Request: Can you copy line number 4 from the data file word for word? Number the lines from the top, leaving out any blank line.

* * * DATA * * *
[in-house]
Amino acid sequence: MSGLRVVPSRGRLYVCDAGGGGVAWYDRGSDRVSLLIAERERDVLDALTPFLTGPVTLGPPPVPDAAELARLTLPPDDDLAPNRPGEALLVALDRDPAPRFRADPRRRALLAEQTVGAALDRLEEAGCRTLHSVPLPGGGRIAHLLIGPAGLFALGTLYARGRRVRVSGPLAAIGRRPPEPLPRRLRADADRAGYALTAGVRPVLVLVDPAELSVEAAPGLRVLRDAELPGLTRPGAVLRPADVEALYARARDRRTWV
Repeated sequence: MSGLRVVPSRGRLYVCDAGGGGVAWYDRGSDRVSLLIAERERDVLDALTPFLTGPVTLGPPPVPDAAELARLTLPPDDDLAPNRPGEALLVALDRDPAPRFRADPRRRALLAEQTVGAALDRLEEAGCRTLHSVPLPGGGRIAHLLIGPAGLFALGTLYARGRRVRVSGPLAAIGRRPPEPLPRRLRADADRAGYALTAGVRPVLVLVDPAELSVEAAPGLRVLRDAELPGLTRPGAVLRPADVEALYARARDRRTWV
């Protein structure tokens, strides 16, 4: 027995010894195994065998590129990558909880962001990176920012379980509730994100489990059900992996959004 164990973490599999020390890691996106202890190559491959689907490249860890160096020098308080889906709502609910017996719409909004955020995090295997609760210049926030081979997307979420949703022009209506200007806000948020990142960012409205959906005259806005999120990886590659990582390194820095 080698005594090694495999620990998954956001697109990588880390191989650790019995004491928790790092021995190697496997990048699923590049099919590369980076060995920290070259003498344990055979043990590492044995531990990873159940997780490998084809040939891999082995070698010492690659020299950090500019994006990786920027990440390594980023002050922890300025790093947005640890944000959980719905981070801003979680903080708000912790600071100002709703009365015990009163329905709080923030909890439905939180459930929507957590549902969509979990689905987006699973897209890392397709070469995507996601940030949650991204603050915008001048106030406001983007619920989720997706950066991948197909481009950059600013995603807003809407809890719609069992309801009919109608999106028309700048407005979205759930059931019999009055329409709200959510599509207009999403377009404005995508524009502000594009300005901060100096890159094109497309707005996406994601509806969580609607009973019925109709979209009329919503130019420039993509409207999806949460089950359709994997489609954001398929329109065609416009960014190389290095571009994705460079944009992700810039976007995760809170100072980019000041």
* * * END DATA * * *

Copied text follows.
């Protein structure tokens, strides 16, 4: 027995010894195994065998590129990558909880962001990176920012379980509730994100489990059900992996959004 164990973490599999020390890691996106202890190559491959689907490249860890160096020098308080889906709502609910017996719409909004955020995090295997609760210049926030081979997307979420949703022009209506200007806000948020990142960012409205959906005259806005999120990886590659990582390194820095 080698005594090694495999620990998954956001697109990588880390191989650790019995004491928790790092021995190697496997990048699923590049099919590369980076060995920290070259003498344990055979043990590492044995531990990873159940997780490998084809040939891999082995070698010492690659020299950090500019994006990786920027990440390594980023002050922890300025790093947005640890944000959980719905981070801003979680903080708000912790600071100002709703009365015990009163329905709080923030909890439905939180459930929507957590549902969509979990689905987006699973897209890392397709070469995507996601940030949650991204603050915008001048106030406001983007619920989720997706950066991948197909481009950059600013995603807003809407809890719609069992309801009919109608999106028309700048407005979205759930059931019999009055329409709200959510599509207009999403377009404005995508524009502000594009300005901060100096890159094109497309707005996406994601509806969580609607009973019925109709979209009329919503130019420039993509409207999806949460089950359709994997489609954001398929329109065609416009960014190389290095571009994705460079944009992700810039976007995760809170100072980019000041």